In fact, most of the Clippers’ weakside rotations relating to pick-and-roll seemed decent for most of the game. But Butler really rubbed into the roll-man, giving DeAndre or others ample time to hedge or trap the ball-handler and then recover.
It just makes it more curious why that same rotation was lacking on the go-ahead Memphis pick-and-roll to tie the game.
– Andrew Han
All of the (High)Lights
No matter what takes place during the first 47 minutes and 59 seconds of a game, a buzzer-beater in that final second is sure to leave the most indelible mark on our collective memories. Let’s face it: Chris Paul’s shot was one of the most incredible buckets in Clipper history. That said, there were plenty of highlights worthy of review from tonight’s dangerously close victory over a very tough Memphis team. Jamal Crawford crossed Jerryd Bayless into oblivion before releasing a beyond improbable bank-shot fadeaway. Eric Bledsoe blocked a Tony Allen drive with such fury that I thought he might break the backboard (or himself). And Blake Griffin got airborne from distance for the first time this series, throwing down a monster dunk that reminded viewers who he is. Is any of these highlights as meaningful as Paul’s last second brilliance? No. But any of these clips could have been a regular season game’s top highlight, and each is worth a second look.
– Patrick James
The Good Side of Hero Ball
Over the years, the term “hero ball” has become synonymous with bad crunch time play. A 1-4 low isolation set that doesn’t yield anything good? Damn that hero ball. The same player taking multiple shots in a row? Can’t stand that hero ball.
That all makes sense. Isolation is one of the least efficient things you can do, and the numbers back it all up.
Sometimes, though, I think that all flies out the window when you have the right hero.
They are few and far between, but there are players who are uniquely suited to isolation basketball, and sending screens their way just complicates things. Bring a screen, invite extra defenders or a trap. Have CP3 give up the ball to run something, and he may never get it back.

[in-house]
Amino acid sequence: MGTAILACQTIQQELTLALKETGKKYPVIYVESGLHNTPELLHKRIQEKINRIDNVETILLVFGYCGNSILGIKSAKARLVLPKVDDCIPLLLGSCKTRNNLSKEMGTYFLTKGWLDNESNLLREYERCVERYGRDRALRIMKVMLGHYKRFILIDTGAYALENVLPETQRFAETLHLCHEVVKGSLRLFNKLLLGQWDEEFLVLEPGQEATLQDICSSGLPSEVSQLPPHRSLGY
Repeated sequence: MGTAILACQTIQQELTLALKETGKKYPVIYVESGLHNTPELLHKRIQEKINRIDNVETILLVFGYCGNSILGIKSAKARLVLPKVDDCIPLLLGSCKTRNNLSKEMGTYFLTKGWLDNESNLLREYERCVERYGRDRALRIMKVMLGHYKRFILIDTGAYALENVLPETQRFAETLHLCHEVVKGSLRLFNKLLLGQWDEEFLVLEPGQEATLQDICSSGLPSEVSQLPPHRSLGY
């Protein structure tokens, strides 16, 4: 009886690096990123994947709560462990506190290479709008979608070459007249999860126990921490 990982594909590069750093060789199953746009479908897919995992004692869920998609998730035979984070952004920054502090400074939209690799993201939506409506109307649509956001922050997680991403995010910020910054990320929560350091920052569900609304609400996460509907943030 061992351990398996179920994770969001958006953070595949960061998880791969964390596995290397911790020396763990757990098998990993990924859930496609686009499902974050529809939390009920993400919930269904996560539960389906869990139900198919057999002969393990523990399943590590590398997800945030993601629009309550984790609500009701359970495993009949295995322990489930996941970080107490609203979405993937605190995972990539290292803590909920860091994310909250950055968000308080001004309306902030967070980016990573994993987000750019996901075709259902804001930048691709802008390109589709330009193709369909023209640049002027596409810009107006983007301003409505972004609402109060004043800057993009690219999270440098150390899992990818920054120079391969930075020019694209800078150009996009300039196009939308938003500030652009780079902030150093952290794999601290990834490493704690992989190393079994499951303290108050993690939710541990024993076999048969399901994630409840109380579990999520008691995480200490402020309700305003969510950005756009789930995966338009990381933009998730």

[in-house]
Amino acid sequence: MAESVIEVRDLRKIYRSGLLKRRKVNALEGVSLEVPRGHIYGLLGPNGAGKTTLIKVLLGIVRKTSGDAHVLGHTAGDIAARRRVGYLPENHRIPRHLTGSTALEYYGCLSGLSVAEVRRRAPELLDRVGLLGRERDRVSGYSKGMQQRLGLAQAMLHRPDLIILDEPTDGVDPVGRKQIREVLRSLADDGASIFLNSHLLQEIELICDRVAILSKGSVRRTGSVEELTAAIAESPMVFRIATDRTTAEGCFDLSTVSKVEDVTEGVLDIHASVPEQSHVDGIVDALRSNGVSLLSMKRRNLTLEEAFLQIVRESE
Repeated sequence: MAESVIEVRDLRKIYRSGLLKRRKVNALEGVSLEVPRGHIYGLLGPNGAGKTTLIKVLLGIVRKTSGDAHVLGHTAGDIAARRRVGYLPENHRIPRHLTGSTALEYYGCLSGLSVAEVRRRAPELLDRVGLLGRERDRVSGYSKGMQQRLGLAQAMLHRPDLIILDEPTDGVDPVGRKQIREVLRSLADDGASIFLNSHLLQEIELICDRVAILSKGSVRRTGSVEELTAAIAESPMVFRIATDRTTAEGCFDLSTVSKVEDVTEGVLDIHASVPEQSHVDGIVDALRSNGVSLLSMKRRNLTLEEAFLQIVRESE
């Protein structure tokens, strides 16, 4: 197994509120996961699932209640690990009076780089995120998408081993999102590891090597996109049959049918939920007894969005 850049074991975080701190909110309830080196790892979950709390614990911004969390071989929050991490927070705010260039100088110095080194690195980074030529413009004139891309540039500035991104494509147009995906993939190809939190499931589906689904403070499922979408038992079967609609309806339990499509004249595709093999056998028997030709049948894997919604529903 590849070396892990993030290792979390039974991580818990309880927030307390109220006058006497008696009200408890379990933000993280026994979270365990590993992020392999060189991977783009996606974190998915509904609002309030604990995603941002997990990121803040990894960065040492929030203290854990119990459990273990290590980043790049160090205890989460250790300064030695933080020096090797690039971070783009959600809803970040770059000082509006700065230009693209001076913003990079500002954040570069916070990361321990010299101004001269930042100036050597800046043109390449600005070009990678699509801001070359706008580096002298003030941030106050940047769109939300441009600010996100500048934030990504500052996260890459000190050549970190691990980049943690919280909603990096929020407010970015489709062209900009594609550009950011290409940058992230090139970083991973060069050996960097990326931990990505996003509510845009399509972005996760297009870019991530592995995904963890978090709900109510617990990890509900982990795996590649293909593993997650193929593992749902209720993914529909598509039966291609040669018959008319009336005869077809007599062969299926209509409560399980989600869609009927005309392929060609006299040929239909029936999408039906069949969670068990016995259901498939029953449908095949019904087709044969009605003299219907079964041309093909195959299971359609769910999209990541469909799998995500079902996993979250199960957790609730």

Going directly at Tony Allen usually results in failure, but again, Paul isn’t an ordinary clutch scorer. The Clippers did well to try and get Paul a more favorable switch with a Jamal Crawford rub, but ultimately they still got what you want — Chris Paul, with the ball, with the chance to win it.
Paul shot nearly 50 percent in clutch situations this year. He scored more than a point per minute in those situations. He turns it over just once every 12 minutes of clutch time. He has a long, long history of leading the most clutch offense in basketball, and it’s because you know you’re getting, at the very least, a good look at the basket with him.
Watch Paul’s reaction after the shot. A simple fist pump. Subdued emotion. If Paul made it look like he’s done that sort of thing a million times before, it’s because he has.
– D.J. Foster
Chris Paul Keeps His Controlling Interest
Paul scored 24 points on 9-for-17 shooting from the field and 6-for-6 from the line. Given a pick in the middle of the floor anywhere inside 20 feet, Paul would convert that open space into a silky midrange jumper. He fed Blake Griffin early, empowering the big man to notch 13 points in the first quarter with a steady stream of post feeds. Griffin would finish with 21 points and eight rebounds, and avoided the foul trouble that plagued him in Game 1.
In practical terms, the Clippers accomplished what they sought to do in Los Angeles. In what projected to be a grueling, competitive first-round series against the Memphis Grizzlies, the Clippers won twice and now tank up the plane to Memphis with a 2-0 advantage.
But there’s a larger takeaway from these first two games, one that has more profound implications: The Clippers have restored themselves to their December grandeur, when they went undefeated for a calendar month, ran off 17 consecutive wins and pulled up a chair to the adult table in the Western Conference.
– Kevin Arnovitz, for ESPN.com